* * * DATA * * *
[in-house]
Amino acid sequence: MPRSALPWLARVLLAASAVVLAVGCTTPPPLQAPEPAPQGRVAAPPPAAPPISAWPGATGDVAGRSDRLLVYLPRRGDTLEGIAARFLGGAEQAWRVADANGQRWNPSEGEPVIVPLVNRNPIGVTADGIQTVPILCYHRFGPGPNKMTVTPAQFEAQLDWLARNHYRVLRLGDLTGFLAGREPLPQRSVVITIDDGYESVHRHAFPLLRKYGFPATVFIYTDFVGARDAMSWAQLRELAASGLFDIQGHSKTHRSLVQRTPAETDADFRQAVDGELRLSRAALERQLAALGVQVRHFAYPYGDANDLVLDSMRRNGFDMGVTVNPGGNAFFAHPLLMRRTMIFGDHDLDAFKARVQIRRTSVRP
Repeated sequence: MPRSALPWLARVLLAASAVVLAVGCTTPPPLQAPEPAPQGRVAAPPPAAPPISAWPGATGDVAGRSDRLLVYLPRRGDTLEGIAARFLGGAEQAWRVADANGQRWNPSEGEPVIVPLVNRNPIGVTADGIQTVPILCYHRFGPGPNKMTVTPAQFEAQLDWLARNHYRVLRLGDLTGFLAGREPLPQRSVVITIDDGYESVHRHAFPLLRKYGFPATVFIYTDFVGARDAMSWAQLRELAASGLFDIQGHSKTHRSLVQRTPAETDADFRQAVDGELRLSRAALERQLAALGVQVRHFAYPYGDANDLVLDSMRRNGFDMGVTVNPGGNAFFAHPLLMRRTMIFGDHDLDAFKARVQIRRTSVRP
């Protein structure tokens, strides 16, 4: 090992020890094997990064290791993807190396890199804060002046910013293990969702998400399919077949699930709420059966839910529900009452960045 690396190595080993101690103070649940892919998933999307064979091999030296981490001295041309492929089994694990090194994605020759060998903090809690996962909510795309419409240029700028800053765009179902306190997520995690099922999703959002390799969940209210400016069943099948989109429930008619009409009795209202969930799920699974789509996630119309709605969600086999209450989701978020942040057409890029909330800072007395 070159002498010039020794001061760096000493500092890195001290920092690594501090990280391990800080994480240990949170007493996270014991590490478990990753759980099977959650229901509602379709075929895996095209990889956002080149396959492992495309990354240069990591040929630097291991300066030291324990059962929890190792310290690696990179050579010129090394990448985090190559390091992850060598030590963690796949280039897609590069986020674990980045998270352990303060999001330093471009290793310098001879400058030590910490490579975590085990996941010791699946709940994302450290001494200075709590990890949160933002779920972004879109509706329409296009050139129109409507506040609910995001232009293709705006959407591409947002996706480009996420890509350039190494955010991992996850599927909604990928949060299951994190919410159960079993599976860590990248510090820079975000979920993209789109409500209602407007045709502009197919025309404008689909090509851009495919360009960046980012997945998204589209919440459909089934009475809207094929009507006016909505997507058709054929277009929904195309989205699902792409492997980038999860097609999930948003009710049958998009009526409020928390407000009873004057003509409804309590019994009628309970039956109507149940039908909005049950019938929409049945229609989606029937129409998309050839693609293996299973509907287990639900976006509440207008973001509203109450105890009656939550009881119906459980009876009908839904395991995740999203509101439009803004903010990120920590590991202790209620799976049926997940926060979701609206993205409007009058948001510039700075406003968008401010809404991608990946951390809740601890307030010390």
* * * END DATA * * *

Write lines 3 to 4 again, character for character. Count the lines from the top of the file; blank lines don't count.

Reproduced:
Repeated sequence: MPRSALPWLARVLLAASAVVLAVGCTTPPPLQAPEPAPQGRVAAPPPAAPPISAWPGATGDVAGRSDRLLVYLPRRGDTLEGIAARFLGGAEQAWRVADANGQRWNPSEGEPVIVPLVNRNPIGVTADGIQTVPILCYHRFGPGPNKMTVTPAQFEAQLDWLARNHYRVLRLGDLTGFLAGREPLPQRSVVITIDDGYESVHRHAFPLLRKYGFPATVFIYTDFVGARDAMSWAQLRELAASGLFDIQGHSKTHRSLVQRTPAETDADFRQAVDGELRLSRAALERQLAALGVQVRHFAYPYGDANDLVLDSMRRNGFDMGVTVNPGGNAFFAHPLLMRRTMIFGDHDLDAFKARVQIRRTSVRP
């Protein structure tokens, strides 16, 4: 090992020890094997990064290791993807190396890199804060002046910013293990969702998400399919077949699930709420059966839910529900009452960045 690396190595080993101690103070649940892919998933999307064979091999030296981490001295041309492929089994694990090194994605020759060998903090809690996962909510795309419409240029700028800053765009179902306190997520995690099922999703959002390799969940209210400016069943099948989109429930008619009409009795209202969930799920699974789509996630119309709605969600086999209450989701978020942040057409890029909330800072007395 070159002498010039020794001061760096000493500092890195001290920092690594501090990280391990800080994480240990949170007493996270014991590490478990990753759980099977959650229901509602379709075929895996095209990889956002080149396959492992495309990354240069990591040929630097291991300066030291324990059962929890190792310290690696990179050579010129090394990448985090190559390091992850060598030590963690796949280039897609590069986020674990980045998270352990303060999001330093471009290793310098001879400058030590910490490579975590085990996941010791699946709940994302450290001494200075709590990890949160933002779920972004879109509706329409296009050139129109409507506040609910995001232009293709705006959407591409947002996706480009996420890509350039190494955010991992996850599927909604990928949060299951994190919410159960079993599976860590990248510090820079975000979920993209789109409500209602407007045709502009197919025309404008689909090509851009495919360009960046980012997945998204589209919440459909089934009475809207094929009507006016909505997507058709054929277009929904195309989205699902792409492997980038999860097609999930948003009710049958998009009526409020928390407000009873004057003509409804309590019994009628309970039956109507149940039908909005049950019938929409049945229609989606029937129409998309050839693609293996299973509907287990639900976006509440207008973001509203109450105890009656939550009881119906459980009876009908839904395991995740999203509101439009803004903010990120920590590991202790209620799976049926997940926060979701609206993205409007009058948001510039700075406003968008401010809404991608990946951390809740601890307030010390």